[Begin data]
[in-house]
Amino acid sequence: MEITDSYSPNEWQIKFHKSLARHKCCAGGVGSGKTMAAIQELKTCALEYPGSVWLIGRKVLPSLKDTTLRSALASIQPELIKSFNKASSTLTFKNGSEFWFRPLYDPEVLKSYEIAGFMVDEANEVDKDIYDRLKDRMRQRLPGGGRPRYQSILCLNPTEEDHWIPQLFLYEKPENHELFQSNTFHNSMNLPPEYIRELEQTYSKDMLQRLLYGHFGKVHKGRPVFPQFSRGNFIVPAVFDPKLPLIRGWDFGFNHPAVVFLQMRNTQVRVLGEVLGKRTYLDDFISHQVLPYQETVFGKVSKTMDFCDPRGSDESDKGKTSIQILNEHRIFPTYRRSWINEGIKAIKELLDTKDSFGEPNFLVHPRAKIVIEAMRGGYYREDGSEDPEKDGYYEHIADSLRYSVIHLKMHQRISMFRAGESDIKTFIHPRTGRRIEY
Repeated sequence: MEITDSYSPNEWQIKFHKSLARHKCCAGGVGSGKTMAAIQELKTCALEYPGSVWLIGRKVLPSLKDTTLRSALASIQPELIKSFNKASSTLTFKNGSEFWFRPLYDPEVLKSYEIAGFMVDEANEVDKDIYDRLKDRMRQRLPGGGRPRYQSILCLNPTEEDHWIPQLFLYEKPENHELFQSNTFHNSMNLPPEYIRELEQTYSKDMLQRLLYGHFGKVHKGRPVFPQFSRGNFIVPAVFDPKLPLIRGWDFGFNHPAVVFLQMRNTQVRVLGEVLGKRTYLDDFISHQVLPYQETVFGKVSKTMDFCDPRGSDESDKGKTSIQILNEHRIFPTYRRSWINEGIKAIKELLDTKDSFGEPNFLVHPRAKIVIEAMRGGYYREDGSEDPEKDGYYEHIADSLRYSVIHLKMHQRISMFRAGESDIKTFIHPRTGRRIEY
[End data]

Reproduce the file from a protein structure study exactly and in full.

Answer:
[in-house]
Amino acid sequence: MEITDSYSPNEWQIKFHKSLARHKCCAGGVGSGKTMAAIQELKTCALEYPGSVWLIGRKVLPSLKDTTLRSALASIQPELIKSFNKASSTLTFKNGSEFWFRPLYDPEVLKSYEIAGFMVDEANEVDKDIYDRLKDRMRQRLPGGGRPRYQSILCLNPTEEDHWIPQLFLYEKPENHELFQSNTFHNSMNLPPEYIRELEQTYSKDMLQRLLYGHFGKVHKGRPVFPQFSRGNFIVPAVFDPKLPLIRGWDFGFNHPAVVFLQMRNTQVRVLGEVLGKRTYLDDFISHQVLPYQETVFGKVSKTMDFCDPRGSDESDKGKTSIQILNEHRIFPTYRRSWINEGIKAIKELLDTKDSFGEPNFLVHPRAKIVIEAMRGGYYREDGSEDPEKDGYYEHIADSLRYSVIHLKMHQRISMFRAGESDIKTFIHPRTGRRIEY
Repeated sequence: MEITDSYSPNEWQIKFHKSLARHKCCAGGVGSGKTMAAIQELKTCALEYPGSVWLIGRKVLPSLKDTTLRSALASIQPELIKSFNKASSTLTFKNGSEFWFRPLYDPEVLKSYEIAGFMVDEANEVDKDIYDRLKDRMRQRLPGGGRPRYQSILCLNPTEEDHWIPQLFLYEKPENHELFQSNTFHNSMNLPPEYIRELEQTYSKDMLQRLLYGHFGKVHKGRPVFPQFSRGNFIVPAVFDPKLPLIRGWDFGFNHPAVVFLQMRNTQVRVLGEVLGKRTYLDDFISHQVLPYQETVFGKVSKTMDFCDPRGSDESDKGKTSIQILNEHRIFPTYRRSWINEGIKAIKELLDTKDSFGEPNFLVHPRAKIVIEAMRGGYYREDGSEDPEKDGYYEHIADSLRYSVIHLKMHQRISMFRAGESDIKTFIHPRTGRRIEY